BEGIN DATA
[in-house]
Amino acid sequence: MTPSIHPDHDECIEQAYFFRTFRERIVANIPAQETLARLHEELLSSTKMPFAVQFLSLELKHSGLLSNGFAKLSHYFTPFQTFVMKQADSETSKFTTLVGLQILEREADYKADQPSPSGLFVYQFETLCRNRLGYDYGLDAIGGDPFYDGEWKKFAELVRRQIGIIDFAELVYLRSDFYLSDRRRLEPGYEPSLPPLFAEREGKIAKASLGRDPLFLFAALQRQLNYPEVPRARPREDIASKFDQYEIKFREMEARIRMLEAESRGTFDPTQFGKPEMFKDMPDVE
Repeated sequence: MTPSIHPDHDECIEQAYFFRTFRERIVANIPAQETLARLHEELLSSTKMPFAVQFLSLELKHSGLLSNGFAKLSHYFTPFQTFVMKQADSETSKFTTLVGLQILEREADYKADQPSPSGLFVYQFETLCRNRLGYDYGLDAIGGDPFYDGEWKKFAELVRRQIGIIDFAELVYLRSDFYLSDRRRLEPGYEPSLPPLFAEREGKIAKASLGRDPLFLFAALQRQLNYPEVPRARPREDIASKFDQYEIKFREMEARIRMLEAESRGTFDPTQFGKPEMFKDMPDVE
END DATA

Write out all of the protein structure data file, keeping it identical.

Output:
[in-house]
Amino acid sequence: MTPSIHPDHDECIEQAYFFRTFRERIVANIPAQETLARLHEELLSSTKMPFAVQFLSLELKHSGLLSNGFAKLSHYFTPFQTFVMKQADSETSKFTTLVGLQILEREADYKADQPSPSGLFVYQFETLCRNRLGYDYGLDAIGGDPFYDGEWKKFAELVRRQIGIIDFAELVYLRSDFYLSDRRRLEPGYEPSLPPLFAEREGKIAKASLGRDPLFLFAALQRQLNYPEVPRARPREDIASKFDQYEIKFREMEARIRMLEAESRGTFDPTQFGKPEMFKDMPDVE
Repeated sequence: MTPSIHPDHDECIEQAYFFRTFRERIVANIPAQETLARLHEELLSSTKMPFAVQFLSLELKHSGLLSNGFAKLSHYFTPFQTFVMKQADSETSKFTTLVGLQILEREADYKADQPSPSGLFVYQFETLCRNRLGYDYGLDAIGGDPFYDGEWKKFAELVRRQIGIIDFAELVYLRSDFYLSDRRRLEPGYEPSLPPLFAEREGKIAKASLGRDPLFLFAALQRQLNYPEVPRARPREDIASKFDQYEIKFREMEARIRMLEAESRGTFDPTQFGKPEMFKDMPDVE